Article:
We can use CRISPR to treat difficult diseases without making the immunity hereditary, of course, and a lot of that is already happening. To make the changes hereditary one has to make them in the embryo, before it completes the process of defining the code that will govern the formation of the new individual. If only one parent has a cell for Tay-Sachs, for example, and you knock it out, you eliminate the 50-percent possibility that the child will carry the disease. That would have been a sure thing in the unlikely event both parents have the same defective “letter” in their codes. And you can be pretty certain that that child, if it undergoes CRISPR, will never either have the disease, or carry it as a latent gene. As far as your bloodline is concerned, your action has eliminated the errant gene and rendered Tay-Sachs extinct.
No issue, you say, do it. But what if that recessive gene is valuable and you hope someday to produce a Wolfgang Amadeus Mozart or an Albert Einstein? Or, more likely, what if the world is arranged into two camps, with opposing views on this kind of issue? Who decides?
This question of who decides is going to surface from time to time over CRISPR-related issues. For the time being humanity may squeak by, by referring key decisions to some expert body, and that is probably the most we can accomplish until the world gets better at self-governance.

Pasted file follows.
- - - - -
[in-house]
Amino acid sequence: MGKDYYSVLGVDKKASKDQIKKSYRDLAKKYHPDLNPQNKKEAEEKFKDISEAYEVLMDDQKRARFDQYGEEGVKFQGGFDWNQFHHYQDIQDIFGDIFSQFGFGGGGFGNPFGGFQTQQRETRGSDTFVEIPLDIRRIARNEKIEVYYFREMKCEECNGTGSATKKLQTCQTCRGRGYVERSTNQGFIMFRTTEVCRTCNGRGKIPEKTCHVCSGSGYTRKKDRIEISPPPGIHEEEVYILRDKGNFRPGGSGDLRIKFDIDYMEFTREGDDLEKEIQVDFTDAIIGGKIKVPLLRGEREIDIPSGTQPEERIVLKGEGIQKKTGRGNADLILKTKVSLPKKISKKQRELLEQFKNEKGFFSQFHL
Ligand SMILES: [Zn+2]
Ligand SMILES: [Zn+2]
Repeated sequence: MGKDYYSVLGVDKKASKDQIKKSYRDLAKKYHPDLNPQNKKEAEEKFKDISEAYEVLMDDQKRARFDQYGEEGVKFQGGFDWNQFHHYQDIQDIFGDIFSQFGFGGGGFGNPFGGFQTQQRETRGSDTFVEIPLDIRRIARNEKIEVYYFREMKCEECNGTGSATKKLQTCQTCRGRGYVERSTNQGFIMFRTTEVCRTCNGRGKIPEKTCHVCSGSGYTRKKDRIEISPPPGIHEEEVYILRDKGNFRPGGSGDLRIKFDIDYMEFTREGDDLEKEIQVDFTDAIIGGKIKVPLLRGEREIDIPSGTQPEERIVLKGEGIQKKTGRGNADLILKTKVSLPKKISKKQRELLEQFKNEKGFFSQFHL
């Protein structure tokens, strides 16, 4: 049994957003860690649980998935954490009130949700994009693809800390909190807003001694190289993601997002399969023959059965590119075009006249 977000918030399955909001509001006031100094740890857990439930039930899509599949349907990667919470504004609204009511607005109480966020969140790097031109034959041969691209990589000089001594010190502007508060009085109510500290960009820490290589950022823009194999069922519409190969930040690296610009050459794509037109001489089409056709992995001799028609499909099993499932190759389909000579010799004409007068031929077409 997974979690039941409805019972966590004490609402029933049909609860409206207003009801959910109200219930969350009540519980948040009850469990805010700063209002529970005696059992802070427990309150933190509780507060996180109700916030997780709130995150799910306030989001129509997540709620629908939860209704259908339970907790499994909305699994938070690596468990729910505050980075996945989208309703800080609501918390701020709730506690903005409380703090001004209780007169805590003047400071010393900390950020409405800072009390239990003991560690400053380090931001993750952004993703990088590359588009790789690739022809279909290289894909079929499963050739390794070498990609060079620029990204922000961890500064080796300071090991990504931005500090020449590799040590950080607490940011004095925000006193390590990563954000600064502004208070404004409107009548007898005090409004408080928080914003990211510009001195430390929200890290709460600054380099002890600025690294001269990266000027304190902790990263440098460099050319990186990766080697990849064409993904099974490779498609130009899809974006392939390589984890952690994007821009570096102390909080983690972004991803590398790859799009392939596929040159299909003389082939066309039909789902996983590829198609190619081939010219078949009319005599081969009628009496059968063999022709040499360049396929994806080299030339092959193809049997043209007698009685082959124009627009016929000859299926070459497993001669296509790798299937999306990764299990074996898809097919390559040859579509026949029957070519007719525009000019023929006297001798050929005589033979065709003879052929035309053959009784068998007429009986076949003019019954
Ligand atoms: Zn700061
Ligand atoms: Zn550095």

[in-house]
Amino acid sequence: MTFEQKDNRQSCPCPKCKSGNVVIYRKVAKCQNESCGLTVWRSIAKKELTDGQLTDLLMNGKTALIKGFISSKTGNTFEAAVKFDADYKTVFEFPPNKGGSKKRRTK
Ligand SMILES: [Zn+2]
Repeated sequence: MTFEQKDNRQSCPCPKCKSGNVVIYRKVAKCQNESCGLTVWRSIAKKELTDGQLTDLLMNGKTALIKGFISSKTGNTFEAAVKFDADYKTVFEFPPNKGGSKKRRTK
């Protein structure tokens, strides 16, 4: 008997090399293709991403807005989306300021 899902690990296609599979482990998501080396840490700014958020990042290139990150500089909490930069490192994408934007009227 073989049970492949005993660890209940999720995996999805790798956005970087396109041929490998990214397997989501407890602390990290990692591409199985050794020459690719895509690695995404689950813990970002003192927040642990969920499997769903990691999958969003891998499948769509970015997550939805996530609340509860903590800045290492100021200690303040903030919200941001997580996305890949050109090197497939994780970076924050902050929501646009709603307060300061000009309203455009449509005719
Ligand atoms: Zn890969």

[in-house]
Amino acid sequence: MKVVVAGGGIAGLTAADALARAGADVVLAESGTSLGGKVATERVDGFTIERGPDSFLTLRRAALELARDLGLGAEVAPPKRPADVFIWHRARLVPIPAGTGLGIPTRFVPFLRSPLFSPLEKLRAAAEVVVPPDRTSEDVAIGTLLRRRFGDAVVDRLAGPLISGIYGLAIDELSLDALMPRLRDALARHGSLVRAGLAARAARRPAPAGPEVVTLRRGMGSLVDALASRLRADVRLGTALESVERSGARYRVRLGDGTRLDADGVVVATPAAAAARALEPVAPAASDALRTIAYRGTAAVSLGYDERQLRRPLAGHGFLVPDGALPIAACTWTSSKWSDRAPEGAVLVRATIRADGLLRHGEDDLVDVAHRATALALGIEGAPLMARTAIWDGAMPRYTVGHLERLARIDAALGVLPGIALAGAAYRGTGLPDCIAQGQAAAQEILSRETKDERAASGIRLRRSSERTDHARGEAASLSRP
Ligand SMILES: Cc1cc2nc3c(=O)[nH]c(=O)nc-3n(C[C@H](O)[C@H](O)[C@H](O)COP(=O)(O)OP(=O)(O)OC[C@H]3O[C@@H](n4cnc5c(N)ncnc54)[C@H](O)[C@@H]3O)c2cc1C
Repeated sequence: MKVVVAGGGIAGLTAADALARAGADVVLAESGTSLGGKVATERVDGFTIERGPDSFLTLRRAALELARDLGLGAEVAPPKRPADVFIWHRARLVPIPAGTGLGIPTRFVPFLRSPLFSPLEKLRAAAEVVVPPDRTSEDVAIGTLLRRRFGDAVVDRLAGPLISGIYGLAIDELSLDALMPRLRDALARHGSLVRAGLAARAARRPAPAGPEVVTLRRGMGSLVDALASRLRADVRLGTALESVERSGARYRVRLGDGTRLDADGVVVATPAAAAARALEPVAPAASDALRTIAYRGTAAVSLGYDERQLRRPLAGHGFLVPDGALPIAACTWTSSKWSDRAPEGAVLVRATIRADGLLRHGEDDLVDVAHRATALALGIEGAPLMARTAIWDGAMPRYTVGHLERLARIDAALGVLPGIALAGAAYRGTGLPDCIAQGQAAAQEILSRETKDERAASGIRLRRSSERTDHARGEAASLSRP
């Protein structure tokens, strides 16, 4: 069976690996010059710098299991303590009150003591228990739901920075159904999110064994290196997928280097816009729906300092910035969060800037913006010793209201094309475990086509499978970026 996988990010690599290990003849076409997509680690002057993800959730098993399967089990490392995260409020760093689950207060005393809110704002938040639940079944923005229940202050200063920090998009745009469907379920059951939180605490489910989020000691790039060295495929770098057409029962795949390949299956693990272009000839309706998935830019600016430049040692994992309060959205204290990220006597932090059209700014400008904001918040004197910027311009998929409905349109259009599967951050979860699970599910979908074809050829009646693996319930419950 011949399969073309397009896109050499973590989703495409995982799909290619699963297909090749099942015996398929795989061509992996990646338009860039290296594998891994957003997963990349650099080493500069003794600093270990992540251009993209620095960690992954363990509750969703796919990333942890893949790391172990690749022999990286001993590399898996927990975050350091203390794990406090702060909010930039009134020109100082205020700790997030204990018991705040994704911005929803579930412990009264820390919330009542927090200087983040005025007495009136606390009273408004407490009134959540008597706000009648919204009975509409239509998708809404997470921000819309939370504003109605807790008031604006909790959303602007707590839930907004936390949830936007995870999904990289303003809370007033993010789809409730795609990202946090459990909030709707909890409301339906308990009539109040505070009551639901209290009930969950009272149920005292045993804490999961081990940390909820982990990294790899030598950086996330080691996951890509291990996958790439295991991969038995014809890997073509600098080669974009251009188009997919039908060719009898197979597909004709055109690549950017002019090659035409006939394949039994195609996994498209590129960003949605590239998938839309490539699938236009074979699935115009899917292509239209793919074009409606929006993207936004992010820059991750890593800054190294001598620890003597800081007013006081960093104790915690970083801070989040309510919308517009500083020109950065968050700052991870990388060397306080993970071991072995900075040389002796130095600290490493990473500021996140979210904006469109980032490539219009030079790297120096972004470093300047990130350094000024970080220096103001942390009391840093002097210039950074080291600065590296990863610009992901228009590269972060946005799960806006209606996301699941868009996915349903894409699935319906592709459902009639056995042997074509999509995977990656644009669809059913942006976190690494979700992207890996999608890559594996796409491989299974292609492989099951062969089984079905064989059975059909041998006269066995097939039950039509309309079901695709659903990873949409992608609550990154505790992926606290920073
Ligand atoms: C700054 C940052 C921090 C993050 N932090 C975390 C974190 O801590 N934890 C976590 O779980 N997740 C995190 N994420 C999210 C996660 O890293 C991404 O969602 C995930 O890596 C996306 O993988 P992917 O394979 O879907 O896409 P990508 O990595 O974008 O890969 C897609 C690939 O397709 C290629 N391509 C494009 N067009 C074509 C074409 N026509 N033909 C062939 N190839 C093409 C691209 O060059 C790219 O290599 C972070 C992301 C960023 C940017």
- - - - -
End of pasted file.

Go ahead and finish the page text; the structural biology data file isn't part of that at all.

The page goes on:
Another ethical issue might arise when some CRISPR-related action is proposed that either renders an existing species extinct or introduces a new one. There may be arguments based on specific gains or losses to human groups, but a larger issue might arise that could potentially affect all humanity. If we eliminate all mosquitoes wouldn’t we all benefit? Or would we, by eliminating an important food source for other species, set up a chain reaction that could prove costly? Again, this problem shouldn’t be resolved on a narrowly construed, cost-benefit basis but by a consensus including people with a broad understanding of the possible environmental consequences.
Doudna and Sternberg describe the use of animals in their laboratory and others. Mice are preferred to monkeys because they are more readily available, cheaper, and breed faster. Doudna wasn’t concerned with possible animal rights, and whether they attached more to monkeys, but others could be. This is a possible issue for humanists in the broader CRISPR context.